Arsenal demolished Louis van Gaal’s Manchester United side with a first-half masterclass on Sunday afternoon.
The Gunners were 3-0 up within 20 minutes, exploiting Manchester United’s midfield and defence to strike three times early on.
Michael Carrick returned to partner Bastian Schweinsteiger in midfield, while Ashley Young was needed at left-back.
Arsenal had Santi Cazorla and Francis Coquelin in the middle of midfield behind Mesut Özil, with Aaron Ramsey on the right and Alexis Sánchez on the left. Theo Walcott started up front.
United’s failure was, essentially, that they couldn’t control any of the space. Something that Arsenal did well.
The Gunners often fail to stretch the pitch on the ball and restrict passing options off it, but they cleanly and intelligently put United under pressure from the very first whistle. Louis van Gaal’s side like to play out from the back but weren’t given any time to do so.
Winning the ball back quickly, Arsenal moved it even quicker to open and exploit spaces left by the visitors. By the time the Gunners were 2-0 up, Manchester United had attempted six passes and completed just two of them.
Arsenal gave United no space but, by passing quickly and cutting through the midfield, had plenty of their own to play in.
This was helped by Ashley Young and Matteo Darmian having days to forget. Young was at left-back and was terrorised by the duo of Aaron Ramsey and Héctor Bellerín in the opening stages, while Darmian couldn’t handle Alexis and found himself subbed off at half-time. All three goals saw Arsenal attack spaces left by United with pace and precision. It was so easy.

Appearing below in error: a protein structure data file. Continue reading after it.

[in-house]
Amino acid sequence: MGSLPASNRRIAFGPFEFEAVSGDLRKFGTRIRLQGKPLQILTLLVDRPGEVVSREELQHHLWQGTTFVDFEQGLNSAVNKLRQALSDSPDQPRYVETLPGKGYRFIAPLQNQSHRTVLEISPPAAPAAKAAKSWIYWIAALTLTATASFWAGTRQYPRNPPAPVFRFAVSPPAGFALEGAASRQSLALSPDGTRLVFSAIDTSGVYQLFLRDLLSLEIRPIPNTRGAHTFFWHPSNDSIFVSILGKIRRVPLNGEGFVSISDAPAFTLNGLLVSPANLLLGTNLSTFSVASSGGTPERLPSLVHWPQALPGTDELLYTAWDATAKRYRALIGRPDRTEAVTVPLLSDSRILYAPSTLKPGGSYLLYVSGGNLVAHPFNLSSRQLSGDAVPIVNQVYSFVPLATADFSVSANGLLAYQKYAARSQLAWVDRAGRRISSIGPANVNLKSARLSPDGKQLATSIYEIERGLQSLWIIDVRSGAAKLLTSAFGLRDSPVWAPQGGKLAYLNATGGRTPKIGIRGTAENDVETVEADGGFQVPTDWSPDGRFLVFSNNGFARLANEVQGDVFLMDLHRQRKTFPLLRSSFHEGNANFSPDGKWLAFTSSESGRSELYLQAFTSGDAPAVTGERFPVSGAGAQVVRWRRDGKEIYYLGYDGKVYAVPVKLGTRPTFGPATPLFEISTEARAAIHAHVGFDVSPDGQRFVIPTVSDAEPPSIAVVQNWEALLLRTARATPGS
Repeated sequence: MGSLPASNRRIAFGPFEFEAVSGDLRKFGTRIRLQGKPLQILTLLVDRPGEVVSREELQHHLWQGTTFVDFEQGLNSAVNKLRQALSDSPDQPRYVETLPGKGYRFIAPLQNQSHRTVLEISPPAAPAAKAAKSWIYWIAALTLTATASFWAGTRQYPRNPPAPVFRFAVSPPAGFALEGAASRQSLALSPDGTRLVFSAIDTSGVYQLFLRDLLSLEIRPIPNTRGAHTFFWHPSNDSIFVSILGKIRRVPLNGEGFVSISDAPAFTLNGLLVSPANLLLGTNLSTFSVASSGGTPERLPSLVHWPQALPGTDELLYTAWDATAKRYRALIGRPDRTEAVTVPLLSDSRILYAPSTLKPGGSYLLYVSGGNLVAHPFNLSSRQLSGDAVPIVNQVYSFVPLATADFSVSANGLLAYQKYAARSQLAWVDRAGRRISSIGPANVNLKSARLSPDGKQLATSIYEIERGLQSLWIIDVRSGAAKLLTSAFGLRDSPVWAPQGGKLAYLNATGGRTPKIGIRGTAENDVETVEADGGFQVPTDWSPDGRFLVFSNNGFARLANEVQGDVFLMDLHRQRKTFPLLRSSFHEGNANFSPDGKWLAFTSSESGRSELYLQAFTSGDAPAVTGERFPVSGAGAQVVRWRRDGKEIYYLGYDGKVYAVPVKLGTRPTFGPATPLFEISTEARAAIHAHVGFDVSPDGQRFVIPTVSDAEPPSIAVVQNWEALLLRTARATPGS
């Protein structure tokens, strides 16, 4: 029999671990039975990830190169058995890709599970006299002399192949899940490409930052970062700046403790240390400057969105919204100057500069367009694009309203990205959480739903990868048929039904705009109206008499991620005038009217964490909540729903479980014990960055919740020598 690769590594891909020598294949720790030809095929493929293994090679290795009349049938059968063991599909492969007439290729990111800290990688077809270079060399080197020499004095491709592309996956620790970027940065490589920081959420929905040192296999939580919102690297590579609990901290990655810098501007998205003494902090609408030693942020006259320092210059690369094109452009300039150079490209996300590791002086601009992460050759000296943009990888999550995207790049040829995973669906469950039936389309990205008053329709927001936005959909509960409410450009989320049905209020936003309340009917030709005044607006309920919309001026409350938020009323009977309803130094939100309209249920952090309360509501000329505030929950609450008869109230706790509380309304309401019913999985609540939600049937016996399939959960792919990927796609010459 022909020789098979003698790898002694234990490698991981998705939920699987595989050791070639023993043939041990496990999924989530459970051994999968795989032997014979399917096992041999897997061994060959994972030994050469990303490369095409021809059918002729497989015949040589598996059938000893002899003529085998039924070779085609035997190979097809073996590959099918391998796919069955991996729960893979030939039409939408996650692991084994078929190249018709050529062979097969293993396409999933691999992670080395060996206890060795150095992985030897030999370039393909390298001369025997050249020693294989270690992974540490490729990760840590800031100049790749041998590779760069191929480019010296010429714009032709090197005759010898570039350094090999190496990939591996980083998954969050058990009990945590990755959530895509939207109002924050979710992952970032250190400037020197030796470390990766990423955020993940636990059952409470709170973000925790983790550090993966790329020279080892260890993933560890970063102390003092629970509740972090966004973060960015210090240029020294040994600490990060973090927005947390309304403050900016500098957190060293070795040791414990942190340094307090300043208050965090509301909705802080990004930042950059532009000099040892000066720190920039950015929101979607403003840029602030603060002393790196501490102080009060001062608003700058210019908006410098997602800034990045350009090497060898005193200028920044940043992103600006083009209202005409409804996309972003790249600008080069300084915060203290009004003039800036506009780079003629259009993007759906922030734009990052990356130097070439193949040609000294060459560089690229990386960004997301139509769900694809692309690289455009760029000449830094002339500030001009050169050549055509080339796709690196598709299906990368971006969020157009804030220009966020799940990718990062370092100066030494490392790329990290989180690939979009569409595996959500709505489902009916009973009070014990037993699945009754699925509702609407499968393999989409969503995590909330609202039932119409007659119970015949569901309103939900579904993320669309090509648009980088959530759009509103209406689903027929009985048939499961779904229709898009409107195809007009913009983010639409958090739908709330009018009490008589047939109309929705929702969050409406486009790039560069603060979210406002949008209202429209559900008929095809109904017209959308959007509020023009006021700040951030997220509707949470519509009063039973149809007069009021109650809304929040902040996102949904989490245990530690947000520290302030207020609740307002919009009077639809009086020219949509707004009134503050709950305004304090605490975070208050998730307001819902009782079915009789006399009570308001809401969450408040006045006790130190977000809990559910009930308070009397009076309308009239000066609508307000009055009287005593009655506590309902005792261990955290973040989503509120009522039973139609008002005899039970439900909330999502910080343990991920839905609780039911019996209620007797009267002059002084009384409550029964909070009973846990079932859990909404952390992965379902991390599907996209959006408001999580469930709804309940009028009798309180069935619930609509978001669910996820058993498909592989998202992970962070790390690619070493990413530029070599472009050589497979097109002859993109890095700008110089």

With Manchester United also looking to win the ball high up the field, United employed a man-marking system which saw Bastian Schweinsteiger leave midfield partner Michael Carrick completely isolated as Morgan Schneiderlin looked on from the bench.
Sir Alex Ferguson used to station Wayne Rooney on Arsenal’s deepest midfielder, preventing the Gunners from playing out. Van Gaal attempted to do the same, but it was horribly misjudged.
Rooney was on Francis Coquelin, with Schweinsteiger trying to get tight to Santi Cazorla. Problem is, Cazorla drops deeper than Coquelin with Arsenal in possession. Rooney ended up marking nobody, Schweinsteiger ended up ahead of Rooney, and Michael Carrick ended up standing in the middle of the park all alone when Alexis, Özil and Ramsey got on the ball.
The wide players didn’t help. Juan Mata and Memphis Depay never endeavoured to get behind the ball or help the defence, adding to the nightmares suffered by Darmian and Young.
Aaron Ramsey’s role drifting in from the right flank left Young confused. Carrick already had too much space to deal with when Özil alone was floating around him, but Ramsey only added to the conundrum. Bellerín provided the width down the right when Ramsey came in, helping to balance the Arsenal team.
Arsenal are used to facing a compact Manchester United, but not on Sunday. The shape of the visitors was all wrong, they pressed horribly, and they gave Arsenal countless opportunities to exploit the spaces that were left.